Connexin Software Faces Another Lawsuit Over Data Breach Affecting Millions Of Patients

Connexin Software, doing business as Office Practicum, is currently facing another lawsuit as a result of the data breach that occurred in August 2022. The ransomware attack had a significant impact on more than 2.2 million individuals. Connexin Software provides electronic medical records and practice management software to pediatric practices, making it a crucial player in the healthcare industry. The recent lawsuit adds to the mounting legal action against Connexin Software, as the company continues to deal with the aftermath of the data breach.

In August 2022, Connexin Software detected an unusual data activity on its internal network, which prompted the company to launch an immediate investigation. To help determine the scope and nature of the incident, third-party forensic experts were brought in. After further investigation, it was discovered on September 13, 2022, that an unauthorized party had gained access to an offline set of patient data used for data conversion and troubleshooting. Connexin Software has reported to the HHS’ Office for Civil Rights that personal and medical information of over 2.2 million individuals may have been exposed in the data breach. The patient information that may have been impacted by the breach includes both basic and sensitive data, such as name, address, email address, and date of birth, as well as social security numbers, health insurance information, medical and/or treatment information, and billing and/or claims information. In addition to affecting millions of individuals, the breach has also impacted 199 healthcare insurance companies and service providers.

Upon discovering the data breach, Connexin Software took immediate action to stop the unauthorized activity. The company’s response included resetting all corporate passwords and moving all patient data that was being used for data conversion and troubleshooting into an even more secure environment. In addition, a third-party cybersecurity forensic firm was engaged by the company to investigate the issue, and Connexin Software has been collaborating with law enforcement to further investigate the incident. To assist the breach victims, the company offered 12 months of free credit monitoring services.

Despite the measures taken by Connexin Software to secure patient data after the data breach, the company is now facing a second class-action lawsuit filed in the District Court of the Eastern District of Pennsylvania on behalf of the breach victims. According to the lawsuit, as a company that stores personal health information, Connexin had a duty under the Health Insurance Portability and Accountability Act (HIPAA) to maintain patient confidentiality by employing appropriate safeguards, which the company allegedly failed to do. The lawsuit asserts that Connexin’s failure to implement appropriate cybersecurity measures to safeguard consumers’ data led to the data breach.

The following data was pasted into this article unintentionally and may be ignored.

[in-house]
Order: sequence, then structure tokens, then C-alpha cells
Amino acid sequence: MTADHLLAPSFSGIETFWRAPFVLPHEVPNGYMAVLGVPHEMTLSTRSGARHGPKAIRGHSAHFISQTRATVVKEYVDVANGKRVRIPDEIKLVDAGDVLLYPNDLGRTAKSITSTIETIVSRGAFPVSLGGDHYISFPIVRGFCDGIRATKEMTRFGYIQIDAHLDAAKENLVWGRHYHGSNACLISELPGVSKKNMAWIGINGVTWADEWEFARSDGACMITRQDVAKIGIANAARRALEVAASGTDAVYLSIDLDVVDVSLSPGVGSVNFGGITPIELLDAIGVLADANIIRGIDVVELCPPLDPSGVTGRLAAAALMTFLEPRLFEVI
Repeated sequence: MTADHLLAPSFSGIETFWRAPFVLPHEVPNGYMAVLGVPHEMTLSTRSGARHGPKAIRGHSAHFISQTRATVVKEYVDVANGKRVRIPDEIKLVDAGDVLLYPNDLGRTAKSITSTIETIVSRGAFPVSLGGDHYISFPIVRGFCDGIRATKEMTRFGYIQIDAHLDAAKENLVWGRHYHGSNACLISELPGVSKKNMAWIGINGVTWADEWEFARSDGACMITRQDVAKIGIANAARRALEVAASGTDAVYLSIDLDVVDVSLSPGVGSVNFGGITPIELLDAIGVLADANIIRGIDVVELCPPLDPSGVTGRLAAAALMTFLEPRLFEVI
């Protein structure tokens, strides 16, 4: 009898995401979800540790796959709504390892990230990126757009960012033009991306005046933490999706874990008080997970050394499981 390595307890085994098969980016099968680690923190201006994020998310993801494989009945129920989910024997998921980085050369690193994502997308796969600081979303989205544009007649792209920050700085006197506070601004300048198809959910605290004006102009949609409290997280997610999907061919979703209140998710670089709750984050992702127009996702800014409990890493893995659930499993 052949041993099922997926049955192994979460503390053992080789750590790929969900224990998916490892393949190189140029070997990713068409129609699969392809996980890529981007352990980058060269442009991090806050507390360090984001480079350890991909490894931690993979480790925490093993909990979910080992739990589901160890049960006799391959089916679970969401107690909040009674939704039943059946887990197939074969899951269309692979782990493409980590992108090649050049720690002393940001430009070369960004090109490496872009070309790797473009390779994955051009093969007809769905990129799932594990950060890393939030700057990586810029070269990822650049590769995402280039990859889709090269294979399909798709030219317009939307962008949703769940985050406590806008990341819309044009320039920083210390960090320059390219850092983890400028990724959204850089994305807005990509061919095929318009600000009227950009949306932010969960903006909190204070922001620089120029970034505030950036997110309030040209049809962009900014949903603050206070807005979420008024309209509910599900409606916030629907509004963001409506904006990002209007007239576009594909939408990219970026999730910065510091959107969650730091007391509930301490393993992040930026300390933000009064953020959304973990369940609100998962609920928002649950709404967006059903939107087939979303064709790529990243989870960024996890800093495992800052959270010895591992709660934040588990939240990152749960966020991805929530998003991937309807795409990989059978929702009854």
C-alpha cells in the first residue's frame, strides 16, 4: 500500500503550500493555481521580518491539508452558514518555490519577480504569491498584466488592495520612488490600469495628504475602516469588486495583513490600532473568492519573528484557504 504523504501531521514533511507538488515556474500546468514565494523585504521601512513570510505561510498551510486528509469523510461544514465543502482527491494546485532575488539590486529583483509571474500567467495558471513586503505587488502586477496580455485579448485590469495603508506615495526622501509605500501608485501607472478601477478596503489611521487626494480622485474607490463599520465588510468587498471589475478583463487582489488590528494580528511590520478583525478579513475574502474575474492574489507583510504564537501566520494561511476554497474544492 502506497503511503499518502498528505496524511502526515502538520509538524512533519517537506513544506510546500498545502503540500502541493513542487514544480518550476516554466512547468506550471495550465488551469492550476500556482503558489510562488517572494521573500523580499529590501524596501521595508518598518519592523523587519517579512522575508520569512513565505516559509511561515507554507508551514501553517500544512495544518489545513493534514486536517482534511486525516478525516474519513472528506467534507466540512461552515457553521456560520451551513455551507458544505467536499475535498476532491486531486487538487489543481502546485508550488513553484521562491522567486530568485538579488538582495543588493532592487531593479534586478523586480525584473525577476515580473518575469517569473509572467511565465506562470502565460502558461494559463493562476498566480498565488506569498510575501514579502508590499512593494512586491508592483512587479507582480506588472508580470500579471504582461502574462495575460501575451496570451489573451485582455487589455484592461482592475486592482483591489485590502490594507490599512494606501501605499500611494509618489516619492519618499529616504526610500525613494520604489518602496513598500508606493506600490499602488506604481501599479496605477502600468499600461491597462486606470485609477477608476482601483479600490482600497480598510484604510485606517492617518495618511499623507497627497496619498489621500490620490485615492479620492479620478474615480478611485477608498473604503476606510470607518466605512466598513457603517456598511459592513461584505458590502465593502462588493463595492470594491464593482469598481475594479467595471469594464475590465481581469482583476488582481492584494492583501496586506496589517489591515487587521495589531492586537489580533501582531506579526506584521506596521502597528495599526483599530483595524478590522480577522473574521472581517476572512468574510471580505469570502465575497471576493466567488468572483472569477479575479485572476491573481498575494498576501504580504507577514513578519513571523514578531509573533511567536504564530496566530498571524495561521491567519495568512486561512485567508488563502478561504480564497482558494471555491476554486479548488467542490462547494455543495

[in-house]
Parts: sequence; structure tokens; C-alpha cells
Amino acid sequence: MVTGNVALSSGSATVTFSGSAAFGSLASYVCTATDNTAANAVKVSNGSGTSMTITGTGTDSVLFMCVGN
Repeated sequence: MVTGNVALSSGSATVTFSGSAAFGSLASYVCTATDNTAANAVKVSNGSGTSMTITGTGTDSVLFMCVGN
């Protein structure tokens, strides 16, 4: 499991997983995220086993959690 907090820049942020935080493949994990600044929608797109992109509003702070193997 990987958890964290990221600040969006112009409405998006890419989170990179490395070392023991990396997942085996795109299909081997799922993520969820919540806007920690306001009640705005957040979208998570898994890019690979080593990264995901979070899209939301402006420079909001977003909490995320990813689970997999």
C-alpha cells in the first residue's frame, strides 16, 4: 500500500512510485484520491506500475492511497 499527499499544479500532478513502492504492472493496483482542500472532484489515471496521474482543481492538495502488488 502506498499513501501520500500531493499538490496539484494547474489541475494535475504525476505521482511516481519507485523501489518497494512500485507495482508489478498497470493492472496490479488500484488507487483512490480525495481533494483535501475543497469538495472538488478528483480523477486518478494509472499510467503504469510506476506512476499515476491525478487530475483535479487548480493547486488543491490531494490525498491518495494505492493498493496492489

“Moreover, it appears that the Private Information was stored unencrypted [on Connexin’s computer network] and had proper encryption practices been implemented, the cyber attacker would have exfiltrated only unintelligible data,” states the suit. 

According to the lawsuit, Connexin Software failed to comply with the HIPAA Breach Notification Rule when it waited until November to notify victims of the data breach, even though the cyberattack was discovered as early as August 26. The plaintiffs maintain that the identity theft monitoring services offered to the victims for a duration of 12 months by the company are not enough, and they argue that additional protective measures will have to be implemented long after the free service period ends. Furthermore, the notice provided by the company to patients failed to include crucial details, such as the length of time the system was compromised, how the breach occurred, and the company’s investigation of the incident and its efforts to prevent similar cyberattacks from happening again. These concerns are heightened because Connexin Software still holds sensitive patient data.

“[Connexin]’s failure to timely notify the victims of its Data Breach meant that Plaintiff and Class Members were unable to take affirmative measures to prevent or mitigate the resulting harm,” the suit reads, stating that affected individuals have now face a heightened risk of fraud and identity theft that may last for the rest of their respective lifetimes. “In some cases, it did not notify patients at all.”

The second class-action lawsuit filed against Connexin Software seeks relief for the victims impacted by the data breach. The lawsuit asserts claims of negligence, negligence per se, and unjust enrichment, and requests a jury trial. The plaintiffs are pursuing a monetary award that is suitable to compensate for the damages, which includes actual, statutory, and punitive damages, restitution, and disgorgement. The lawsuit also requests equitable, injunctive, and declaratory relief, which mandates Connexin Software to adopt and implement best practices for data security to safeguard private information.The plaintiffs are also seeking an extension of the identity theft and credit monitoring services beyond the current 12-month period, which is considered inadequate to protect the victims sufficiently. If the lawsuit is successful, it could result in significant monetary compensation for the victims, as well as significant changes in the way Connexin Software handles personal data in the future.